I know, its stupid, makes no sense, and WTF all apply - don't make no different as its a fact. The really unfortunate part is there seems to be a Democratic segment who are determined to use the word every chance they get even though the results are always bad.

Oh, words make a difference!

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#329759 - 10/24/20 08:37 PM Re: Is it too soon to be talking 2020? [Re: chunkstyle]
pondering_it_all Offline
veteran

Registered: 02/27/06
Posts: 10773
Loc: North San Diego County
Some people are so in love with Socialism, they can't see what that label evokes in 95% of American voters. Generations of voters will have to die out before the specter of Soviet Socialism is forgotten.

As I said before, I'm in favor of British-style National Health: See? No "socialism" in the name at all, but entirely accessible to all and financed by taxes. My aim is get everybody healthcare, not to force everybody to love socialism.

As for "Medicare For All", that phrase can mean lots of things to different people. I know very well that any Medicare For All plan we would actually end up with would be much more like the current Medicare, but with younger people paying to buy into it, than Bernie's plan.

That's why I favor a "boiled frog" approach of adding a Public Option to ACA and fixing the holes in it, in 2021. Let that cook for a while, and since the public option would be 15% cheaper than any other for the same medical group memberships, most ACA enrollees would soon be selecting it. Then employers would switch their employees to the ACA public option to save money. After 5 or 10 years, everybody would be using the public option. And of course, subsidies would be increased over time. Voila: Boiled frog.

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#329763 - 10/24/20 09:00 PM Re: Is it too soon to be talking 2020? [Re: chunkstyle]
perotista Online   content
member

Registered: 09/05/19
Posts: 1142
Originally Posted By: chunkstyle
That sounds like restrained wisdom. I see no evidence of what your talking about in the historical record. No progress has been made by a 'don't ask for too much' approach. Rather, it's a way to lower expectations of those being under served by those that benefit from the system as it is.

Again, you just witnessed the largest wealth transfer in human history under the CARES act and there was crickets about it being too radical or not slow and steady enough. Hmmm...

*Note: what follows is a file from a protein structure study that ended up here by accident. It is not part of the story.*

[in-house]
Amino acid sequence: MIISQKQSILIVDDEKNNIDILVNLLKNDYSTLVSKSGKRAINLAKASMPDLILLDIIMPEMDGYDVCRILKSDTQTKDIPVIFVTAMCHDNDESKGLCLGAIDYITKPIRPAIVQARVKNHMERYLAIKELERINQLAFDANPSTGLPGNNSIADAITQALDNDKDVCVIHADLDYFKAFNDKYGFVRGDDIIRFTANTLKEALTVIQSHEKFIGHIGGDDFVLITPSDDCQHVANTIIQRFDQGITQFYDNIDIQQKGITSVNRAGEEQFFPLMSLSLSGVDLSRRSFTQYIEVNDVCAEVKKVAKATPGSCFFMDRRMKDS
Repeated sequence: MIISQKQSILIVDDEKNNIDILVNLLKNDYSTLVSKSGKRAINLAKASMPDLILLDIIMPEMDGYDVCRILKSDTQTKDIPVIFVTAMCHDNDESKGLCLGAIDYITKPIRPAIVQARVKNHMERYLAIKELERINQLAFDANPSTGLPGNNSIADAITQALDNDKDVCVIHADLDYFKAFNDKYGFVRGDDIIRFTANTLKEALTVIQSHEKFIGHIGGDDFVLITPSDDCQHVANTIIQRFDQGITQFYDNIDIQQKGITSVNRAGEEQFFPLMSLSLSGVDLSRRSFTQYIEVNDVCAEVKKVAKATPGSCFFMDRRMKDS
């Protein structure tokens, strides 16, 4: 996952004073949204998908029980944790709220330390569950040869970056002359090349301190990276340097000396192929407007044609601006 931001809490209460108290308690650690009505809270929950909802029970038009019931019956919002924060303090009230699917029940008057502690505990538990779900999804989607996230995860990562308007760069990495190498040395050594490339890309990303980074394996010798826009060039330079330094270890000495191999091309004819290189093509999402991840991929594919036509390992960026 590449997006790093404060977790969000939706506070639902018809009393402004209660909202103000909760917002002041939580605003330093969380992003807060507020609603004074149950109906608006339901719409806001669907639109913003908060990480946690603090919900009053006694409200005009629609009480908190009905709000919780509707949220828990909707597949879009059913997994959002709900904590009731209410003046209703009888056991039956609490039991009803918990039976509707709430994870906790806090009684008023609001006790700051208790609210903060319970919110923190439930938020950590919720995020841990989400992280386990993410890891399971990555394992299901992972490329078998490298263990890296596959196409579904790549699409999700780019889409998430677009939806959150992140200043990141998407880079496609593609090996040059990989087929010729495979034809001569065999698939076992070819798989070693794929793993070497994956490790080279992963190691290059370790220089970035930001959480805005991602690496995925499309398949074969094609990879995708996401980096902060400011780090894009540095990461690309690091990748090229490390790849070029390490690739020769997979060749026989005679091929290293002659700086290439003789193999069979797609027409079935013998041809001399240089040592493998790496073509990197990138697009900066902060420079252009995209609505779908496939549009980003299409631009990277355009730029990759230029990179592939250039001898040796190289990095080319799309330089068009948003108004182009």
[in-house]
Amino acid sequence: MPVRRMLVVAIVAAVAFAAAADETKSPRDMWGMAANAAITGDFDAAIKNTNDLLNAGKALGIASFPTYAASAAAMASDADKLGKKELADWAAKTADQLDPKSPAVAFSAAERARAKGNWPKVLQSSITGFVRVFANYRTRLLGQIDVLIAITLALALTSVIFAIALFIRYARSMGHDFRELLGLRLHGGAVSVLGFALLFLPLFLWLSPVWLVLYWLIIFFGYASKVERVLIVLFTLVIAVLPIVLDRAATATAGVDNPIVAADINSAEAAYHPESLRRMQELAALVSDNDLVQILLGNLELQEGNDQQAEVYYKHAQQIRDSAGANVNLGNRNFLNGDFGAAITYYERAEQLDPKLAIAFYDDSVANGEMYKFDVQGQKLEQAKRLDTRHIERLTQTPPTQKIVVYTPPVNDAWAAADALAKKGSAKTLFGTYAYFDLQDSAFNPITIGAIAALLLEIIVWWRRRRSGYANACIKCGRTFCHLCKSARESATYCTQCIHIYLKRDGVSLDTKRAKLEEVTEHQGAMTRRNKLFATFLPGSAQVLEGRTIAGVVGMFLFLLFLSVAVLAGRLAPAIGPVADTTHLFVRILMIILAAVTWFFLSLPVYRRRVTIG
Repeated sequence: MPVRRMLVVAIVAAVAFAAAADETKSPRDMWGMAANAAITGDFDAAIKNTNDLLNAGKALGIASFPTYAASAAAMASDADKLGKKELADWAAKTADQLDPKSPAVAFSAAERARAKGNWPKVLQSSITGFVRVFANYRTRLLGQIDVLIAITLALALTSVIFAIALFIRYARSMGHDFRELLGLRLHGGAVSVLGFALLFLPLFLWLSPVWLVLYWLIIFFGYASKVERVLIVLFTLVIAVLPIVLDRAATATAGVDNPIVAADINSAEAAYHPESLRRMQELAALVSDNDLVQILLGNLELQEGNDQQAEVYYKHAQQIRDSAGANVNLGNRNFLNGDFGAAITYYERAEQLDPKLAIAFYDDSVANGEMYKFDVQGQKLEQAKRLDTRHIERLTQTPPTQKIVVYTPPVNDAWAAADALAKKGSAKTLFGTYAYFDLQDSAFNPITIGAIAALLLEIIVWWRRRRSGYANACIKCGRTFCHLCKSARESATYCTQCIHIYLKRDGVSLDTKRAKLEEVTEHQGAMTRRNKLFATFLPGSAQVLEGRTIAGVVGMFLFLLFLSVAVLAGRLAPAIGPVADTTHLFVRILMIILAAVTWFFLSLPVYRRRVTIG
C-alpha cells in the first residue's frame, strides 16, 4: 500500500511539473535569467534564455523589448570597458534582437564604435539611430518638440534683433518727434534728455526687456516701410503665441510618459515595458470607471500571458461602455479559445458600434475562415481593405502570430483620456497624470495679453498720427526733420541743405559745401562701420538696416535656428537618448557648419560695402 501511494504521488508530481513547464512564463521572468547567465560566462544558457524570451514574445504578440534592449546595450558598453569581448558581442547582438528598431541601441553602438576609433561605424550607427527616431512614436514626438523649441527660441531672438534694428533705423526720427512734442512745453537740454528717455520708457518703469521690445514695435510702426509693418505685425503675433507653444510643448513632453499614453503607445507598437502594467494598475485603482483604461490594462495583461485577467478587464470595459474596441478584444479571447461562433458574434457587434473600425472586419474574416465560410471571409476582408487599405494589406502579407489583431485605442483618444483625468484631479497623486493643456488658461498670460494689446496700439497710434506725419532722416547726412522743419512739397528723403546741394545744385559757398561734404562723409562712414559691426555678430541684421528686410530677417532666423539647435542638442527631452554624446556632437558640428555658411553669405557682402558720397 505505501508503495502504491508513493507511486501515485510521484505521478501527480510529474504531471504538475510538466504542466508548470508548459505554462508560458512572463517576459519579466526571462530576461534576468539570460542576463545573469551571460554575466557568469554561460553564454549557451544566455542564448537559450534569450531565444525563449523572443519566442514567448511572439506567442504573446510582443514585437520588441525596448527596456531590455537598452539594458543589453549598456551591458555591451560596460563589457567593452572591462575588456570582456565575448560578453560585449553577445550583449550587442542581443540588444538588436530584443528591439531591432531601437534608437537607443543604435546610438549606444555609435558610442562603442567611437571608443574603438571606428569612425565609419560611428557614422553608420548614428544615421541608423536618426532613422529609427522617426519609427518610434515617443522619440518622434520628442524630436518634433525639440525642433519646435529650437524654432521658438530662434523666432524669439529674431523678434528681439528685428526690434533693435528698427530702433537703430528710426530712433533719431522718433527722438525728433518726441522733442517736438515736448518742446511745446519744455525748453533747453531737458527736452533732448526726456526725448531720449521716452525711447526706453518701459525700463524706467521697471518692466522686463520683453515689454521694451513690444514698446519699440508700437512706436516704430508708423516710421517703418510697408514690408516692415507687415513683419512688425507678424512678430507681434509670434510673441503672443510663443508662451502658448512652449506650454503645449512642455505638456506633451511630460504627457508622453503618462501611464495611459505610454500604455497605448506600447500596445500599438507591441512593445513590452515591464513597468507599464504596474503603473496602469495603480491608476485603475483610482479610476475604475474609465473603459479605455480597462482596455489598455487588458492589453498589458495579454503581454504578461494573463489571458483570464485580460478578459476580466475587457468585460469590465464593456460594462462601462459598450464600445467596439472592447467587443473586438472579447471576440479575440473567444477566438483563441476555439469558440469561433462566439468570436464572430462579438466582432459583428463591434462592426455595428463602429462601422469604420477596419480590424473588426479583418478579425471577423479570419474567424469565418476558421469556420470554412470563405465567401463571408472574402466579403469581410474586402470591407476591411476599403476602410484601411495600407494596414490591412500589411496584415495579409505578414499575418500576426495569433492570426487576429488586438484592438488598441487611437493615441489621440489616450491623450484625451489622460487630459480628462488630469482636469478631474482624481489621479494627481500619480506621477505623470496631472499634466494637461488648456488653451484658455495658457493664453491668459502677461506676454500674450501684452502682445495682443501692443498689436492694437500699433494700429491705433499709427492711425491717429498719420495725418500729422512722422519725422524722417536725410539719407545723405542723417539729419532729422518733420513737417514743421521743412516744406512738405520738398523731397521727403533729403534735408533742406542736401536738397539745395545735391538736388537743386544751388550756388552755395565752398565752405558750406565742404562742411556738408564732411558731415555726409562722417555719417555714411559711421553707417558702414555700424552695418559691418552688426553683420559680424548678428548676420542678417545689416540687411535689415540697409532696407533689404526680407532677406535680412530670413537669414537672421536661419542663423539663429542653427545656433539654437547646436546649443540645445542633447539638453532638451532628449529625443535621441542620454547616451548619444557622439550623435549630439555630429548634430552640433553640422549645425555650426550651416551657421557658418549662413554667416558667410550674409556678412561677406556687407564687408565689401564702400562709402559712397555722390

You also have to ignore the fact that voter preferences have no effect on legislation. Zero. Almost all legislation is being written by lobbyist. Medicare for all has broad popular support yet the current political leadership is against it in favor of a system costing twice as much while delivering terrible results compared to our peer countries.

No, reducing peoples expectations is just a way of those benefiting from the system to gas light those that aren't from wondering 'where's our help?'

Trillions dropped over of the Hamptons... crickets...

Hmm, voter preferences. In 2008 the voters elected Obama to fix the economy, he provided the stimulus. They he went a bit too far as the voters were concerned to the tune of a 63 house seat loss along with 8 more in the senate. The voter preference back in 2010 was no ACA. Obama finished his last six years in office as a caretaker president constantly defending the ACA when so much else could have, might have been accomplished if he listened to the voter preferences at the time.

That wasn't what the people elected Obama to do, one could say because of that, it lead to Trump.
_________________________
It's high past time that we start electing Americans to congress and the presidency who put America first instead of their political party. For way too long we have been electing Republicans and Democrats who happen to be Americans instead of Americans who happen to be Republicans and Democrats.

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#329764 - 10/24/20 09:03 PM Re: Is it too soon to be talking 2020? [Re: pondering_it_all]
perotista Online   content
member

Registered: 09/05/19
Posts: 1142
Originally Posted By: pondering_it_all
Some people are so in love with Socialism, they can't see what that label evokes in 95% of American voters. Generations of voters will have to die out before the specter of Soviet Socialism is forgotten.

As I said before, I'm in favor of British-style National Health: See? No "socialism" in the name at all, but entirely accessible to all and financed by taxes. My aim is get everybody healthcare, not to force everybody to love socialism.